Once this was achieved, India’s attitude altered from its traditional defiance of nuclear order to supporting it in countering states like Iran, which Delhi voted against in 2005, 2006, 2009 and 2011 vis-à-vis its nuclear program. India, in consistency with the behavior of other powers on being part of the nuclear system, is now inhibiting other states from becoming a part of it.

Not Much to Change

The nature of international relations, or IR, determines that India’s behavior will be consistent with the traditional behavior of the Security Council’s permanent members, with strategic interests trumping institutional imperatives. While during the Cold War era, India attempted to make its presence relevant in the international realm by pragmatically resorting to normative vocabulary, these were typical of the instruments employed by a weak state to secure its interests in the global hierarchy.

India is no longer attempting to set fresh criteria and establish alternative universalities in reshaping the world. Instead, in tandem with altering global realities and its emergence as a major player, it is focusing on playing the game of realpolitik.

Institutions are not a mitigating factor where the interests of great powers are threatened, and they are only pertinent when there is no conflict between these. Like the permanent members, India is satisfying its political interests first, while refusing to act in the face of massive brutality.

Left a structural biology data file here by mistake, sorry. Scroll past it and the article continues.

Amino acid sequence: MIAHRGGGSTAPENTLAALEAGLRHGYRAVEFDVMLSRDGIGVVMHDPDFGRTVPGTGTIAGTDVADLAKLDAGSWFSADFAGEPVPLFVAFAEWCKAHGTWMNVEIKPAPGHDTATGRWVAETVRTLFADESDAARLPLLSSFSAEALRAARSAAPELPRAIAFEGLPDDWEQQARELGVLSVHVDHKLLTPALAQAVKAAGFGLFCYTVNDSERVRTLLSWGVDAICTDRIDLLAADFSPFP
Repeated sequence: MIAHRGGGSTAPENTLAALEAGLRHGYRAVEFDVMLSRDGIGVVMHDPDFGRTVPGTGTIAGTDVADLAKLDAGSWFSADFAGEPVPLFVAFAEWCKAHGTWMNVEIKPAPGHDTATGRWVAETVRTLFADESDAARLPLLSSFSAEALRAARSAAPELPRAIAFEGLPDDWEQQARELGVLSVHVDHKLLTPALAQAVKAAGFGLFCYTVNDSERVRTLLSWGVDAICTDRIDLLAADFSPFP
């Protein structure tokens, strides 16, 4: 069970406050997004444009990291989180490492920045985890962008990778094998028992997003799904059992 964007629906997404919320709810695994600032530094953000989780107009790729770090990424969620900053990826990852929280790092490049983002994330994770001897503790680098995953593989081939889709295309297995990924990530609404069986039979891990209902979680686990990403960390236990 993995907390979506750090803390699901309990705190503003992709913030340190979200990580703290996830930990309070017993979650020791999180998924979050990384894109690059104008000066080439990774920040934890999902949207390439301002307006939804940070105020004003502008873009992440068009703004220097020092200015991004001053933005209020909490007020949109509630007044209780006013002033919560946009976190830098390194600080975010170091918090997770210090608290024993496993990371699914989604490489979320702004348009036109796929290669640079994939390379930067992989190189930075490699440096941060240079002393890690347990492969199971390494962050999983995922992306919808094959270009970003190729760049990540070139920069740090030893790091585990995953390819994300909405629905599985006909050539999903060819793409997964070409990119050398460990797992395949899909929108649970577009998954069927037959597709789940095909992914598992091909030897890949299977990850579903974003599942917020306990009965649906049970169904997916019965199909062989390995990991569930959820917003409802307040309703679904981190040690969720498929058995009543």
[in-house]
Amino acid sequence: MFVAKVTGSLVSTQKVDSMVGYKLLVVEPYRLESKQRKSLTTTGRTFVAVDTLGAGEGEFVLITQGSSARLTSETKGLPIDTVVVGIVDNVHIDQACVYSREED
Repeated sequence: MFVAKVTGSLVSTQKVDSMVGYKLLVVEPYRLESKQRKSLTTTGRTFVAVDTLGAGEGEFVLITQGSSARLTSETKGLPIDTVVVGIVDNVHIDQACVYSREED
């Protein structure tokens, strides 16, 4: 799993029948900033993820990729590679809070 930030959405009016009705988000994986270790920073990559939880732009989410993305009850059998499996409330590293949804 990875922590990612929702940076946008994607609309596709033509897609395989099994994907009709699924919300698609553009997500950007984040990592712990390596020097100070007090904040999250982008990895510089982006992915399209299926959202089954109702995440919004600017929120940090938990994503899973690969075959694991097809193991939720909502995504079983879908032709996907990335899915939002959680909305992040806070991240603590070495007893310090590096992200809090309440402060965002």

As Baldev Raj Nayar and T.V. Paul assert, there is a “behavioral requirement of great power status: a great power is and becomes what a great power does.”

In the words of former Indian Prime Minister Manmohan Singh: “We are living in a world of unequal power, and we have to use the available international system to promote our interests.” While Singh stated this in the context of widening India’s development options, there is no reason why the country would not do exactly that if it gains a permanent seat on the UNSC. This would allow India to more substantially articulate and pursue its foreign policy choices and interests.

In accordance with its rise in the international community, India is increasingly being expected to take a stance on global issues. Under Prime Minister Narendra Modi’s enthusiastic and innovative emphasis on foreign policy, the likelihood is that India will do so—but only to secure and preserve its national interests, rather than any noble cause of maintaining world peace.

India, or any other UNSC contender, cannot alter the fundamental interest and power that is based IR. It is unlikely that India will add some great “value” to the effectiveness of the Security Council. Ultimately, IR is dominated by securing a country’s self-interest, and India being a rational actor in the international system will predictably behave and operate no differently than other great powers.

The views expressed in this article are the author’s own and do not necessarily reflect Fair Observer’s editorial policy.

Photo Credit: Pete Souza